Thai anti-government protesters stormed on Friday into a telecom company compound where authorities had shut down their vital TV channel, as soldiers and riot police failed to hold them back with tear gas and water cannons.

The “Red Shirt” protesters then negotiated with police to return People Channel to the air, and the security forces and protesters withdrew from the compound side by side.

The assault was another humiliating blow to the government in month-long protests aimed at ousting Prime Minister Abhisit Vejjajiva and forcing new elections. At least 10 protesters and three security personnel were injured in the brief confrontation in a northern Bangkok suburb, The Nation newspaper said on its Web site.

Hurling rocks and Molotov cocktails, the protesters breached the barbed-wire perimeter of Thaicom Public Co. Ltd. within minutes, but did not enter the main building. As they moved into the compound, security forces threw tear gas canisters and fired water cannons but then quickly retreated into the main building as thousands of protesters swarmed around it.

People Channel was back on the air Friday afternoon, but government spokesman Panitan Wattanayagorn told The Associated Press the signal remained under government control.

“We are still controlling any news reporting that distorts facts,” Mr. Panitan said.

The escalating demonstrations are part of a long-running battle between the mostly poor and rural supporters of former Prime Minister Thaksin Shinawatra, and the ruling elite they say orchestrated the 2006 military coup that removed him from power. They see the Oxford-educated Abhisit as a symbol of the elite and claim he took office illegitimately in December 2008 with the help of military pressure on Parliament.

After Friday’s clash, some security forces were seen throwing down their shields and riot gear and shaking hands with the protesters. In recent weeks, police have frequently shown sympathy with the protesters and analysts say the security forces, especially the police, are split in their loyalties, making it difficult for the government to enforce its orders.

The Red Shirts offered water to soldiers and police, and showed reporters a small cache of weapons, including M—16 assault rifles, they had seized from soldiers.

“We’ve got the upper hand. But we no longer can claim we are peaceful,” said Thep Jitra, one of the protesters. “I suppose (those who broke into compound) have been emotionally repressed for so long. I’m sure this is such a release for them. This is payback time.”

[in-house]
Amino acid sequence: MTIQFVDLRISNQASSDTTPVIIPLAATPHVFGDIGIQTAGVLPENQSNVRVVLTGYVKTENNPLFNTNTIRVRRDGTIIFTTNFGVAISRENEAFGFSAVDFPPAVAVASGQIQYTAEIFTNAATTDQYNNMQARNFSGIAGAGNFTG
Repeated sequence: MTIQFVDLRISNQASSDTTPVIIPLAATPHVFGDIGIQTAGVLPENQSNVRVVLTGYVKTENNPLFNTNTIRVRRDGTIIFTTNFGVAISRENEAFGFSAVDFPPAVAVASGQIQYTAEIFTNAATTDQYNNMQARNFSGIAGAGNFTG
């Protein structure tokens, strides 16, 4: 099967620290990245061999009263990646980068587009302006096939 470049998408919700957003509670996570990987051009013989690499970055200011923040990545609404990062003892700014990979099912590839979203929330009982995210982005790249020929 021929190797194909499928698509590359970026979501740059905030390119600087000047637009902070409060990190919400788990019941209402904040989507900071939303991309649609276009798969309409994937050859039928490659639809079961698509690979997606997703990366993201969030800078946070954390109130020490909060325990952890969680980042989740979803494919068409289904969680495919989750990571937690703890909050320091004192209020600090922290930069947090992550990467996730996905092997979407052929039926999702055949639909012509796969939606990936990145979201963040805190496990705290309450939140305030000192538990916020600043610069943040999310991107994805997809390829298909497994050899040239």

Leaders of the Red Shirt movement initially said they would march to undisclosed locations across Bangkok on Friday in their biggest rally yet, but switched plans after the closure of their satellite TV station, with protest leader Nattawut Saikua telling followers, “We’re all moving in one direction.”

“We’re going to bring back our People Channel,” he said.

Columns of protesters, riding motorcycles and pickup trucks, blared horns and waved red flags as they moved out of their two main encampments and headed north 28 miles (45 kilometers) to the offices of Thaicom in the suburb of Pathum Thani.

Thaicom, which relayed the People Channel signal via satellite, was founded by Mr. Thaksin, a telecommunications tycoon turned politician. He no longer owns it.

The government security agency estimated that 15,000 people were in the motorized caravan, but army spokesman Col. Sansern Kaewkamnerd placed the number at about 3,000. Both figures are far below the biggest estimated turnout of about 100,000 during the early days of the protests last month.

People Channel was set up and financed by Red Shirt sympathizers. A number of small community radio stations also are allied with the protesters, who also use cell phones and social networking to communicate.

The protesters have camped in Bangkok’s historic district since March 12 and have occupied the capital’s main shopping boulevard since Saturday, forcing the closure of major shopping malls and causing tens of millions of dollars in losses.

On Friday, the Criminal Court issued arrest warrants for three leaders for seizing the commercial district, the official Thai News Agency said. A total of 27 warrants have now been issued but no leaders are known to have been taken into custody.

Mr. Abhisit declared a state of emergency on Wednesday and cancelled a one-day trip to Hanoi for a summit of Southeast Asian leaders as he searched for ways to resolve the showdown without the use of force.

The emergency order means the military now has greater power to restore order, but both Mr. Abhisit and the army know a crackdown could result in bloodshed that would be political poison.

So far, the government has exerted no significant force to stop the demonstrations. Instead, it has censored the protesters’ communication links. On Thursday, it blocked People Channel and dozens of Web sites that broadcast the protesters’ fiery rallies and calls to the countryside for reinforcements.

Mr. Panitan said the media outlets put out false information, including warnings that Mr. Abhisit had authorized the use of force against protesters.

Most of Thailand’s television stations are owned by the government, but other media are privately owned and reflect a wide spectrum of political opinion.

A group of demonstrators briefly stormed Parliament on Wednesday, forcing officials to flee over a back wall and by helicopter, and prompting the emergency decree, which allows authorities to impose curfews, ban public gatherings, censor media and detain suspects without charge for 30 days.

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